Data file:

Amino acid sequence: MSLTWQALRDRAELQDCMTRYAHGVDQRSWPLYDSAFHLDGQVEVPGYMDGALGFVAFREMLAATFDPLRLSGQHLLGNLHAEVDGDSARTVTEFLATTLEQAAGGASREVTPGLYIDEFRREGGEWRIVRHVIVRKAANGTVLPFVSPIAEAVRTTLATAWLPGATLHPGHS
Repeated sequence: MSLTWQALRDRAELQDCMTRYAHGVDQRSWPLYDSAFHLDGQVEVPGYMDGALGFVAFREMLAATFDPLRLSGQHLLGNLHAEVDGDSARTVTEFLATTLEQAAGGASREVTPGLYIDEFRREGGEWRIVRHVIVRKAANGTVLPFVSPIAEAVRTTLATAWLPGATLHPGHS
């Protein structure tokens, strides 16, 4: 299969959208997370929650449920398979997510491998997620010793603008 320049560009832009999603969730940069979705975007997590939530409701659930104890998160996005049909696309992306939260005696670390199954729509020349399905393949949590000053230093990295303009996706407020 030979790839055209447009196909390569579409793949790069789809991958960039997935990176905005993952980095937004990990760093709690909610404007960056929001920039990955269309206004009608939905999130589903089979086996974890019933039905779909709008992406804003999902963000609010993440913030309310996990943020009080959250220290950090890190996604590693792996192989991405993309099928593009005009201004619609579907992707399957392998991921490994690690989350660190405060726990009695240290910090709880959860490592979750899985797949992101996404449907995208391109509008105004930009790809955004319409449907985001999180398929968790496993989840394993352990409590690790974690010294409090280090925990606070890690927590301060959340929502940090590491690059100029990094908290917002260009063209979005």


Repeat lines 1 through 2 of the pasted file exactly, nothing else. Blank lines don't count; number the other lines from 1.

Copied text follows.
Amino acid sequence: MSLTWQALRDRAELQDCMTRYAHGVDQRSWPLYDSAFHLDGQVEVPGYMDGALGFVAFREMLAATFDPLRLSGQHLLGNLHAEVDGDSARTVTEFLATTLEQAAGGASREVTPGLYIDEFRREGGEWRIVRHVIVRKAANGTVLPFVSPIAEAVRTTLATAWLPGATLHPGHS
Repeated sequence: MSLTWQALRDRAELQDCMTRYAHGVDQRSWPLYDSAFHLDGQVEVPGYMDGALGFVAFREMLAATFDPLRLSGQHLLGNLHAEVDGDSARTVTEFLATTLEQAAGGASREVTPGLYIDEFRREGGEWRIVRHVIVRKAANGTVLPFVSPIAEAVRTTLATAWLPGATLHPGHS